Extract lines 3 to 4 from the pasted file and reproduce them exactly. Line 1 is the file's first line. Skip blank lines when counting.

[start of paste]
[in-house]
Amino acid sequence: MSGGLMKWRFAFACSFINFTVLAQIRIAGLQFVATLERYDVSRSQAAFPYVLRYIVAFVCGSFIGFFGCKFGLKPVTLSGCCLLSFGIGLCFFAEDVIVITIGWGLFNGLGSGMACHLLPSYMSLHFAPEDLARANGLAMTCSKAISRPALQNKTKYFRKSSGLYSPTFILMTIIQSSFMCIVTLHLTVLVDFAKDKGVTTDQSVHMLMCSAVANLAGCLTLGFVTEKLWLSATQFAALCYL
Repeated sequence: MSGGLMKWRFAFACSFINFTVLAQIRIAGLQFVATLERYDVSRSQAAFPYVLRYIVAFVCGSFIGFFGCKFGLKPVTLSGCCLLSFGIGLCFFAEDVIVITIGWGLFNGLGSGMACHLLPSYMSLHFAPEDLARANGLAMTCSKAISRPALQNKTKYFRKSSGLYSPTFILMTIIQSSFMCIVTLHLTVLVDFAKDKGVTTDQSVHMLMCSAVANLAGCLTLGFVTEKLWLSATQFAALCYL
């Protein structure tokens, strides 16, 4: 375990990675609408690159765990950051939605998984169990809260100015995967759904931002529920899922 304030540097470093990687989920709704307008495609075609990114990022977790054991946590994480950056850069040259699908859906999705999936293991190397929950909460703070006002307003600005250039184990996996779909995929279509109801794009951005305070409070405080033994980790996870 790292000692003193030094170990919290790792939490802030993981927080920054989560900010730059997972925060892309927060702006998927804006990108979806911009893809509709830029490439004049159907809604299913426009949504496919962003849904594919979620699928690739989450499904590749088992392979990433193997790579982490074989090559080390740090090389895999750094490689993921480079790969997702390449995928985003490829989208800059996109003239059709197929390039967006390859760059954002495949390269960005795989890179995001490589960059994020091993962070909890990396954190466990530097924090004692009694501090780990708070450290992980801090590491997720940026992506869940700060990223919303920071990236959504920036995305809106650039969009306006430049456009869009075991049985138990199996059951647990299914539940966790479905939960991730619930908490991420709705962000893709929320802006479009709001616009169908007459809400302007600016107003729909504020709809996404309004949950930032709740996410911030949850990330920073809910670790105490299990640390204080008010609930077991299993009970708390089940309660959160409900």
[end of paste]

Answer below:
Repeated sequence: MSGGLMKWRFAFACSFINFTVLAQIRIAGLQFVATLERYDVSRSQAAFPYVLRYIVAFVCGSFIGFFGCKFGLKPVTLSGCCLLSFGIGLCFFAEDVIVITIGWGLFNGLGSGMACHLLPSYMSLHFAPEDLARANGLAMTCSKAISRPALQNKTKYFRKSSGLYSPTFILMTIIQSSFMCIVTLHLTVLVDFAKDKGVTTDQSVHMLMCSAVANLAGCLTLGFVTEKLWLSATQFAALCYL
């Protein structure tokens, strides 16, 4: 375990990675609408690159765990950051939605998984169990809260100015995967759904931002529920899922 304030540097470093990687989920709704307008495609075609990114990022977790054991946590994480950056850069040259699908859906999705999936293991190397929950909460703070006002307003600005250039184990996996779909995929279509109801794009951005305070409070405080033994980790996870 790292000692003193030094170990919290790792939490802030993981927080920054989560900010730059997972925060892309927060702006998927804006990108979806911009893809509709830029490439004049159907809604299913426009949504496919962003849904594919979620699928690739989450499904590749088992392979990433193997790579982490074989090559080390740090090389895999750094490689993921480079790969997702390449995928985003490829989208800059996109003239059709197929390039967006390859760059954002495949390269960005795989890179995001490589960059994020091993962070909890990396954190466990530097924090004692009694501090780990708070450290992980801090590491997720940026992506869940700060990223919303920071990236959504920036995305809106650039969009306006430049456009869009075991049985138990199996059951647990299914539940966790479905939960991730619930908490991420709705962000893709929320802006479009709001616009169908007459809400302007600016107003729909504020709809996404309004949950930032709740996410911030949850990330920073809910670790105490299990640390204080008010609930077991299993009970708390089940309660959160409900």